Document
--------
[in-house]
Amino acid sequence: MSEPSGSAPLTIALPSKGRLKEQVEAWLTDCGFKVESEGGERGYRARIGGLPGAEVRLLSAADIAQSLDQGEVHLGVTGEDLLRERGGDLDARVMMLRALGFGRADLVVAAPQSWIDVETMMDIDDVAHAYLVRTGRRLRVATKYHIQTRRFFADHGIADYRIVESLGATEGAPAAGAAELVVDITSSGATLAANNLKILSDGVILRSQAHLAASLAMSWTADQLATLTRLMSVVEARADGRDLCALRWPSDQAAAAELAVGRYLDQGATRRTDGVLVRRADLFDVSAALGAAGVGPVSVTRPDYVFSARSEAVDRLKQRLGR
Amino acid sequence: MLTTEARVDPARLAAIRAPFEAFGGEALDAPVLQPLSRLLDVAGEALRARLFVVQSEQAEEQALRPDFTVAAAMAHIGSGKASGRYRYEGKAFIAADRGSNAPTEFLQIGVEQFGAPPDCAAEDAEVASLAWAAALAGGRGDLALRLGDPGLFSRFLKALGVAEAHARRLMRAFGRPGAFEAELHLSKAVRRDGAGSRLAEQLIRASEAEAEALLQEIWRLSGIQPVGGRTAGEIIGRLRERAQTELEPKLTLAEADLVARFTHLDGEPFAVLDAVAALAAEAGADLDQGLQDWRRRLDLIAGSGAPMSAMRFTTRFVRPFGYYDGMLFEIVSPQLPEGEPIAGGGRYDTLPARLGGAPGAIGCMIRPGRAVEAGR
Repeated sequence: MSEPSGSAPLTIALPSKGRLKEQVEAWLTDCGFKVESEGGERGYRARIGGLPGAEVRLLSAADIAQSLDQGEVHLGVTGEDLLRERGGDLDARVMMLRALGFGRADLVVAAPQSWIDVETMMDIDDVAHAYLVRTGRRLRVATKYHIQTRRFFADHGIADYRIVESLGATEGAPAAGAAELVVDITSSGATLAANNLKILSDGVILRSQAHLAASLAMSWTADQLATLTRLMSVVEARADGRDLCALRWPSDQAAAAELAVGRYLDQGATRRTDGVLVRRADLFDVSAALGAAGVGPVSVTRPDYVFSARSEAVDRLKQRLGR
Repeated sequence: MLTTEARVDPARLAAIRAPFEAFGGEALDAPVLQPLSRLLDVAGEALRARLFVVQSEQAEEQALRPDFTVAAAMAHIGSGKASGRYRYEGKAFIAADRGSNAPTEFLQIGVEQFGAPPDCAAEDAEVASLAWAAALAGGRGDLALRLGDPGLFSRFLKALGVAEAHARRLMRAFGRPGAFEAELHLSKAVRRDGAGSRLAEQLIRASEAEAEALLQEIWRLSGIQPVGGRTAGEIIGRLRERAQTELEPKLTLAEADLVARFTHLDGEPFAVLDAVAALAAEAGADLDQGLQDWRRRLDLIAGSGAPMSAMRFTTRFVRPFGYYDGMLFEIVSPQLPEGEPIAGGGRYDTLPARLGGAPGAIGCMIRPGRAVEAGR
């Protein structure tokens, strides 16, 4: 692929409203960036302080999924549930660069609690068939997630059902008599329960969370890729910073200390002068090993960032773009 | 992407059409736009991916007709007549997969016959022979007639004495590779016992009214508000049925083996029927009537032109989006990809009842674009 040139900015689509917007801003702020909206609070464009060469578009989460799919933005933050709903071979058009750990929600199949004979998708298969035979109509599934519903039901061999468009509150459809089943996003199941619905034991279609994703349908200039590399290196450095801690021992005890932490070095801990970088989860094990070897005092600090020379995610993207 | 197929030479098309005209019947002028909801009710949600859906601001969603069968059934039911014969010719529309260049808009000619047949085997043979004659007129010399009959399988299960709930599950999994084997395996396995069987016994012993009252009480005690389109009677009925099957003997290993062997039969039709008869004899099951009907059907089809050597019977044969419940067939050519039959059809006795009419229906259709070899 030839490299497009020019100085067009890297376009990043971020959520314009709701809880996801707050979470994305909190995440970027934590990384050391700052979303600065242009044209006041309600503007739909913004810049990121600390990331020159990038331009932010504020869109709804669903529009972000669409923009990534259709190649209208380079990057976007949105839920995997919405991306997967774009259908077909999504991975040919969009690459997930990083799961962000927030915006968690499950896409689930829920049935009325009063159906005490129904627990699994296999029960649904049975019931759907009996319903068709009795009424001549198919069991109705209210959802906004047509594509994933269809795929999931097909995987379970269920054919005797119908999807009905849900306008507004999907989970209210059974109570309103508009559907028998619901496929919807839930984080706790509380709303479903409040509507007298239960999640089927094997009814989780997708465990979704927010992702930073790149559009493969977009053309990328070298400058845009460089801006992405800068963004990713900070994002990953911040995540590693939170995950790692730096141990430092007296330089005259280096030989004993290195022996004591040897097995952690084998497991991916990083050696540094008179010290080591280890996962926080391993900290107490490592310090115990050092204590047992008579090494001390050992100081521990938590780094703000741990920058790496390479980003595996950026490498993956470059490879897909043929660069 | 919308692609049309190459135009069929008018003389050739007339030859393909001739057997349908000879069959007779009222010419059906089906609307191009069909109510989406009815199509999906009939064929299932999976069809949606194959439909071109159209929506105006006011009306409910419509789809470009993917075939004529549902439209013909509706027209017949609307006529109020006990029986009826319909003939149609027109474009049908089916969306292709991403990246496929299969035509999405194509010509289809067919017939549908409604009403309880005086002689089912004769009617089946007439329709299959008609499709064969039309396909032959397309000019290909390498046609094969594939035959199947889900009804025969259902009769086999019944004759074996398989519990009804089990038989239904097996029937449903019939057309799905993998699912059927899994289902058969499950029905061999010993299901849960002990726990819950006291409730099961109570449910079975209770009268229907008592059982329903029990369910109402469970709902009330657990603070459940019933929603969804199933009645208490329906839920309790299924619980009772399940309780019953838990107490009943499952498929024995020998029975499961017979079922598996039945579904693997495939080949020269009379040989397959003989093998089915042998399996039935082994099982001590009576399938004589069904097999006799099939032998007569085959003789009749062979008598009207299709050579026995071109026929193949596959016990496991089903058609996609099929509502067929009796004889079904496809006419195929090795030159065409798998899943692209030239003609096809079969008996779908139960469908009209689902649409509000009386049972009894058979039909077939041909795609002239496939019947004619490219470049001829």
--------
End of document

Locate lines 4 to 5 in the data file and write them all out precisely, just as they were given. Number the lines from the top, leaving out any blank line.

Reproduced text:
Repeated sequence: MSEPSGSAPLTIALPSKGRLKEQVEAWLTDCGFKVESEGGERGYRARIGGLPGAEVRLLSAADIAQSLDQGEVHLGVTGEDLLRERGGDLDARVMMLRALGFGRADLVVAAPQSWIDVETMMDIDDVAHAYLVRTGRRLRVATKYHIQTRRFFADHGIADYRIVESLGATEGAPAAGAAELVVDITSSGATLAANNLKILSDGVILRSQAHLAASLAMSWTADQLATLTRLMSVVEARADGRDLCALRWPSDQAAAAELAVGRYLDQGATRRTDGVLVRRADLFDVSAALGAAGVGPVSVTRPDYVFSARSEAVDRLKQRLGR
Repeated sequence: MLTTEARVDPARLAAIRAPFEAFGGEALDAPVLQPLSRLLDVAGEALRARLFVVQSEQAEEQALRPDFTVAAAMAHIGSGKASGRYRYEGKAFIAADRGSNAPTEFLQIGVEQFGAPPDCAAEDAEVASLAWAAALAGGRGDLALRLGDPGLFSRFLKALGVAEAHARRLMRAFGRPGAFEAELHLSKAVRRDGAGSRLAEQLIRASEAEAEALLQEIWRLSGIQPVGGRTAGEIIGRLRERAQTELEPKLTLAEADLVARFTHLDGEPFAVLDAVAALAAEAGADLDQGLQDWRRRLDLIAGSGAPMSAMRFTTRFVRPFGYYDGMLFEIVSPQLPEGEPIAGGGRYDTLPARLGGAPGAIGCMIRPGRAVEAGR